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Collection Reflection: Len Tabner

30 July 2020 12:30 pm

Len Tabner, England, 1946, Number 3 Furnace Casting and Running Scaw, 1978. Pastel on paper. Gifted by the artist

When I was an A-Level student at Stockton Sixth Form my art teacher Mrs Gill dedicated an entire lesson to watching a video of Teesside artist Len Tabner from an old episode of Look North. It focused on Tabner’s obsession with creating artwork in the open air with extensive footage of him painting his expressive seascapes on the deck of a ship in a terrifyingly rough sea. I remember seeing him on the deck in waterproof clothing getting soaked, unfurling his canvas as the ship violently bobbed up and down in the cold grey North Sea. His aggressive brush strokes mirrored the crashes of the waves into the bows of the ship. The rain furiously lashing down on him as he attempted to replicate the sensation he was experiencing with extravagant and aggressive painterly swirls and splashes. It brought to mind the (possibly fabricated) stories of the famous British romantic artist J.M.W. Turner in the 1840s fixing himself to the mast of a ship during a storm at sea in order to realistically and honestly paint the wildest weather conditions.

Tabner, like Turner, is hellishly preoccupied with experiencing the raw elements he wants to depict, whether that means getting his easel out and painting in situ on the rain sodden deck of a ship or on a fiery factory floor. He was born in South Bank, Middlesbrough in 1946, and perhaps due to the influence of his merchant seaman father was fixated from an early age with not only the brutal industrial expanse of the north east coast, but also its wild nature, weather and sea. He studied at Middlesbrough Art College alongside his South Bank contemporaries David Mulholland and David Watson and went on to study in Bath and Reading before returning to the North East.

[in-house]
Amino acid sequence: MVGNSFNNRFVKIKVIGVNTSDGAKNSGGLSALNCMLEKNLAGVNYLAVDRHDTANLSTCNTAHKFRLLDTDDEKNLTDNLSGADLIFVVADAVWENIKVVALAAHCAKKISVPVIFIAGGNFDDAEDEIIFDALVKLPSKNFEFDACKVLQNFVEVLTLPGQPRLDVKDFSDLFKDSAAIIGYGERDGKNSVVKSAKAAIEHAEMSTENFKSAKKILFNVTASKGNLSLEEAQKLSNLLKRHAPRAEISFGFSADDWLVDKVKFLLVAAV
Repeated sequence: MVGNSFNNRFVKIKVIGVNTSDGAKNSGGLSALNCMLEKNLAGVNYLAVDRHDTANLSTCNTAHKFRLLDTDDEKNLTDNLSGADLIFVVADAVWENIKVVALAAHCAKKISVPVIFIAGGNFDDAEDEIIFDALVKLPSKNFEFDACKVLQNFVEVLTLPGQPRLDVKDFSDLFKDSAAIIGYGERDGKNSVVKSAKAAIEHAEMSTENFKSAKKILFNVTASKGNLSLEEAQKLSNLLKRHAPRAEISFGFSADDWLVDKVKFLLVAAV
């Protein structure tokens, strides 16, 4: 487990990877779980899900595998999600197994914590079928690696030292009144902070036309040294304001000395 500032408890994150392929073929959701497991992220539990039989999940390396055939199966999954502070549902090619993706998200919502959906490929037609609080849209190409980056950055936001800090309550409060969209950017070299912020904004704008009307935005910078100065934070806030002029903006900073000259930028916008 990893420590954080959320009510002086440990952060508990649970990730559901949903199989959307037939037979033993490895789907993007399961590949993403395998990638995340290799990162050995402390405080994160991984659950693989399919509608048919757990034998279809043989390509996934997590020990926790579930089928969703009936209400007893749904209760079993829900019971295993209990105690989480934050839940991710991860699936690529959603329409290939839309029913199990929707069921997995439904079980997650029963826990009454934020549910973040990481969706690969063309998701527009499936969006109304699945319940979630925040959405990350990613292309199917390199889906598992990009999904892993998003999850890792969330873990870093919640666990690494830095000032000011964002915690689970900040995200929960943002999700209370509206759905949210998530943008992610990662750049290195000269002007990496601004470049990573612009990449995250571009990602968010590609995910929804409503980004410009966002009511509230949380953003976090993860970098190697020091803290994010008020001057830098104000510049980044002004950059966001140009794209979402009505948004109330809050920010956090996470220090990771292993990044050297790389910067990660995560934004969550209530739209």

We can imagine him at the blast furnace at Redcar in a welding mask surrounded by the heat and fury of transforming molten metal, orange sparks flashing against the paper, the vibrations of the factory floor pushing his pastels around the sheet. You feel with Tabner it is essential that the intensity of the environment needs to be felt in order to create the work – whether that’s the harsh cold stabs of rain on the deck of HMS Exeter in the South Atlantic off the Falkland Islands from his time as a Royal Navy artist or from the inferno of heat and noise inside one of his favourite Teesside cathedrals of heavy industry. There is a manic urgency in his mark making and any semblance of accuracy is largely abandoned to make way for the elemental purity of his experience. For me this work is all about the power of colossal machinery and the sensations that come with it. You can almost feel the heat of the casting process as it blazes across the paper.

Tabner remains as passionate about local industry now as he was when he created this piece in 1978. In 2016 he created a series of works which outlined a vision of what he believed could happen to the former SSI steelworks at South Gare, Redcar. His plan was to preserve parts of the site as a memorial to all those who worked in shipbuilding and in making the steel but to also create nature reserves, a wharf and living spaces as well as a National Museum of Iron and Steel.

By Kingsley Hall, MIMA Gallery Assistant

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